Coward. A Criminal edition by Eb Brubaker and Sean Philips

A glossy two-book hardcover collection of all six Criminal volumes was the reason I decided to re-read volume one Coward again. Actually, on my second try it felt much better than when I first had read it. Actually, I would even say I quite liked it. Is it a consequence of volume six? Hmm, looks like I am getting older and dumber.

P.S. And now I quietly wait for the movie.

 


Fatale. Book Five: Curse the Demon by Ed Brubaker and Sean Phillips

The last book of Fatale franchise. A decent read, though, I guess, I got tired of it a bit already – like TV shows, the series fatigue finally catches up with you.

Still, when they make a movie, I will be the first to watch it.

 

 

 


Amerika by Réal Godbout

I haven't read Kafka's unfinished novel, so hard for me to judge how close it is to the original, but this adaptation as a standalone book is a very nice funny read. In a sense, it reminded me of Eduardo Mendoza's numerous novels from the past three decades, not only the mad detective ones, but even more serious – which are also full of unexpected story twists and adventures.

Me likes.

 


Sleepwalk and other stories by Adrian Tomine

Adrian Tomine's Sleepwalk is nearly perfect. A hundred page long collection of a dozen stories, that look and read like pages torn out of people's diaries, written for the owner's own exclusive use. Lonely, insecure, sad, they are touchingly real.

Given that I exceeded my memory's capacity for remembering the content of books and movies long time ago (a clear consequence of rabid consumption of both – and one of the reasons of this blog), from his main books Shortcomings and Summer Blonde I remember almost none. But I have flash memories that I loved them long time ago – and I did love this one.

Given Tomine's indie storylines, it's difficult to cut a part of a story as an example – so I decided I place here this one pager story called Drop – which is less typical for Tomine, but is quite interesting nonetheless, especially for the size of it.

 

 

 

 


Incidents in the Night Vol. 1 by David B.

Incidents in the Night left me unimpressed. I have so little to say about it (though it's supposedly literary, multi-layer, sophisticated, blah-blah-blah), that I'd rather keep it shut this time.

 


The Amateurs by Conor Stechschulte

The Amateurs by Conor Stechschulte is a most strange brew – a story about amnesia, two amateur butchers, tons of mindless gore and dark humor – sick, in the end. A good quick book, though I wouldn't recommend it to many. But to those who like Thomas Ott, I would.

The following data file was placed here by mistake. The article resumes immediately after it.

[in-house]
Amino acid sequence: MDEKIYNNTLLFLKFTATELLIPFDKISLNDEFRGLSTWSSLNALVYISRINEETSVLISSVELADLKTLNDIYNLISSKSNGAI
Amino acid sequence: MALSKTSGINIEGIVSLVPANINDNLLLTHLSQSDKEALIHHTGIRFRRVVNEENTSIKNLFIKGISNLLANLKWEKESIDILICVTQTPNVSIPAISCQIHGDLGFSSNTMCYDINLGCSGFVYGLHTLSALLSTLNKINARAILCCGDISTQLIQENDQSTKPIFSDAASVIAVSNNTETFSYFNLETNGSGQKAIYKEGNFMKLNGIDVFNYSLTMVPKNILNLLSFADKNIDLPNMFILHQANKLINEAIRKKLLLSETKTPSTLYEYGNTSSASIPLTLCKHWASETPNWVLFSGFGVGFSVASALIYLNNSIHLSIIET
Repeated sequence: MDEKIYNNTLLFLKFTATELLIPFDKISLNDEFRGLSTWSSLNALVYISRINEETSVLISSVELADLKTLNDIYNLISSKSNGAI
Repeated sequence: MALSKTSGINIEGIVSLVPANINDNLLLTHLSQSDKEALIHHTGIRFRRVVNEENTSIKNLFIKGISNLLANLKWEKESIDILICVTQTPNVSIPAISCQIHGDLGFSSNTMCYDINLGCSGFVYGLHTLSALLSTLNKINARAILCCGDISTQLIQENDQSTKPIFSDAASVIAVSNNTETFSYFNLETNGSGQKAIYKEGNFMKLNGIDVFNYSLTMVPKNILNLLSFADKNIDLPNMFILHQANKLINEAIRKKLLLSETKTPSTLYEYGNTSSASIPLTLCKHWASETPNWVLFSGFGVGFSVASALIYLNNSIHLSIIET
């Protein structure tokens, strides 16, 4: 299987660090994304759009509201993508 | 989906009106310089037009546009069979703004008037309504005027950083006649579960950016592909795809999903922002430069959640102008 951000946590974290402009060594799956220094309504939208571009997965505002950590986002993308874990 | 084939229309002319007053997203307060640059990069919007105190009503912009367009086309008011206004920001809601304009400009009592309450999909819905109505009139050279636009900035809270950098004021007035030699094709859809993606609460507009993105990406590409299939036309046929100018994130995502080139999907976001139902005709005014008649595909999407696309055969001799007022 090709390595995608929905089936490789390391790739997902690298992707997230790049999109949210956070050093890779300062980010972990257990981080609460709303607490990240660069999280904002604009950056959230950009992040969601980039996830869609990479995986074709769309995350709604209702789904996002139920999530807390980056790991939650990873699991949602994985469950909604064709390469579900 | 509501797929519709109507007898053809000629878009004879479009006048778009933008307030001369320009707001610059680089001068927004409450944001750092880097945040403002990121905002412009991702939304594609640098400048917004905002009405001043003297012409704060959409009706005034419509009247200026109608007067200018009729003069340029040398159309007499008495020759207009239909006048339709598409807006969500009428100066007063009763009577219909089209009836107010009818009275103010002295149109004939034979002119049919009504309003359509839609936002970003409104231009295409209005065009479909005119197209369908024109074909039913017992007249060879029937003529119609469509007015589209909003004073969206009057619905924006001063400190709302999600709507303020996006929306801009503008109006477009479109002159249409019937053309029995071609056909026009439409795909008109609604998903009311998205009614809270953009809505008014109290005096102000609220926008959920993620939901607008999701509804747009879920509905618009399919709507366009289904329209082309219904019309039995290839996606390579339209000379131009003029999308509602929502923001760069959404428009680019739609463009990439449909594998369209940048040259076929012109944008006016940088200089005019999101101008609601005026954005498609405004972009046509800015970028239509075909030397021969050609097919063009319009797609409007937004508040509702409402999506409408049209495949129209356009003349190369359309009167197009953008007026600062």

The Playboy by Chester Brown

Every Chester Brown's story is a gem – and quite often a gem where he kinda strips naked, both figuratively and literally.

While Paying for It was Brown's recent autobiographic ode to the joys and dangers of paid sex, The Playboy is another brilliant comic memoir of his, focused on his adolescent passion for Playboy mag, masturbation, guilt and shame.

I know not all of you are able to enjoy it – still, I find this book totally adorable.

 

 


Dark Country by Thomas Ott

As usual with Thomas Ott, a couple of pictures is much better than a thousand words. Brrrrr, scary.

 


The Hidden by Richard Sala

My call – The Hidden is nowhere close to Peculia's absolute awesomeness. This Frankenstein-creates-the-end-of-the-world story is, as every Sala's book, beautifully drawn – and even beautifully colored – but the storyline is, ehem, so and so.

Oh well. Enjoy the bloodshed and the macabre!

 


Ed the Happy Clown by Chester Brown

A few days ago our friends came over for a visit, a married couple with three little girls. So the kids started playing, and then my wife realized that one of them, the eldest girl who's about ten years old, is very, extremely quiet, cuddled up and reading a book in a corner. And so she did for twenty minutes or so. Now, my wife thinks: what a nice little girl, but I wonder, what is the book that she's so immersed into? So she glances over her shoulder…

Why am I telling you all this?

Cause Chet Brown made a fantastic book. With a pinch of raving madness, this is a mid-eighties comic strip about a hole to the parallel universe that ends up (in this brave new universe) in a working lad's ass, a book full of blood craving vampires, cannibal pigmies that live in the sewer, a talking penis (!) with the President Ron Reagan's head attached to it (yikes!!), masturbations, castrations, religious punishment, giant hydraulic presses that pump America's shit in this lovely parallel universe (i.e. a guy's arse!), a severed human hand that crawls in search of its prey – whichever madness, you name it, it's all there. This is the most feverishly sick and the most sickly feverish story I've seen in a while. Groovy!

So yeah, keep the adult books well locked up, huh 😉